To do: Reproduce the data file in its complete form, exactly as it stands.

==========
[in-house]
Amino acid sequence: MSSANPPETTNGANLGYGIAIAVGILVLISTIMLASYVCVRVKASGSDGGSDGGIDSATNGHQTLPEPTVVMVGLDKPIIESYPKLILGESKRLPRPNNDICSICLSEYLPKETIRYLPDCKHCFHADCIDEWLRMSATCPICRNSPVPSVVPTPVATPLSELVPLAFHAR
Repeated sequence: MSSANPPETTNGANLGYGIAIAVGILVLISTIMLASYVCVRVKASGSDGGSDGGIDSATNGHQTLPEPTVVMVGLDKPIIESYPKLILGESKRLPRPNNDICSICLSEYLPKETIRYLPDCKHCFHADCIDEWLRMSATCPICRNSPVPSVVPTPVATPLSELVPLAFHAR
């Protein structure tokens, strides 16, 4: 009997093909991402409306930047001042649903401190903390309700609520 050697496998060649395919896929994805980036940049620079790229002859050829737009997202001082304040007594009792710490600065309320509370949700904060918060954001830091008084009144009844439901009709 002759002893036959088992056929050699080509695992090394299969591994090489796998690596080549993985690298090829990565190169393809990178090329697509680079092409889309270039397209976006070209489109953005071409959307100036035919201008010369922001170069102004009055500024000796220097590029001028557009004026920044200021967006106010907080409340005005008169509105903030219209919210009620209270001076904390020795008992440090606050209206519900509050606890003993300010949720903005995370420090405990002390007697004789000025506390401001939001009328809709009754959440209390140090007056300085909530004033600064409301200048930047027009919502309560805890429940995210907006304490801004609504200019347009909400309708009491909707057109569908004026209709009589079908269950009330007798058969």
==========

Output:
[in-house]
Amino acid sequence: MSSANPPETTNGANLGYGIAIAVGILVLISTIMLASYVCVRVKASGSDGGSDGGIDSATNGHQTLPEPTVVMVGLDKPIIESYPKLILGESKRLPRPNNDICSICLSEYLPKETIRYLPDCKHCFHADCIDEWLRMSATCPICRNSPVPSVVPTPVATPLSELVPLAFHAR
Repeated sequence: MSSANPPETTNGANLGYGIAIAVGILVLISTIMLASYVCVRVKASGSDGGSDGGIDSATNGHQTLPEPTVVMVGLDKPIIESYPKLILGESKRLPRPNNDICSICLSEYLPKETIRYLPDCKHCFHADCIDEWLRMSATCPICRNSPVPSVVPTPVATPLSELVPLAFHAR
């Protein structure tokens, strides 16, 4: 009997093909991402409306930047001042649903401190903390309700609520 050697496998060649395919896929994805980036940049620079790229002859050829737009997202001082304040007594009792710490600065309320509370949700904060918060954001830091008084009144009844439901009709 002759002893036959088992056929050699080509695992090394299969591994090489796998690596080549993985690298090829990565190169393809990178090329697509680079092409889309270039397209976006070209489109953005071409959307100036035919201008010369922001170069102004009055500024000796220097590029001028557009004026920044200021967006106010907080409340005005008169509105903030219209919210009620209270001076904390020795008992440090606050209206519900509050606890003993300010949720903005995370420090405990002390007697004789000025506390401001939001009328809709009754959440209390140090007056300085909530004033600064409301200048930047027009919502309560805890429940995210907006304490801004609504200019347009909400309708009491909707057109569908004026209709009589079908269950009330007798058969």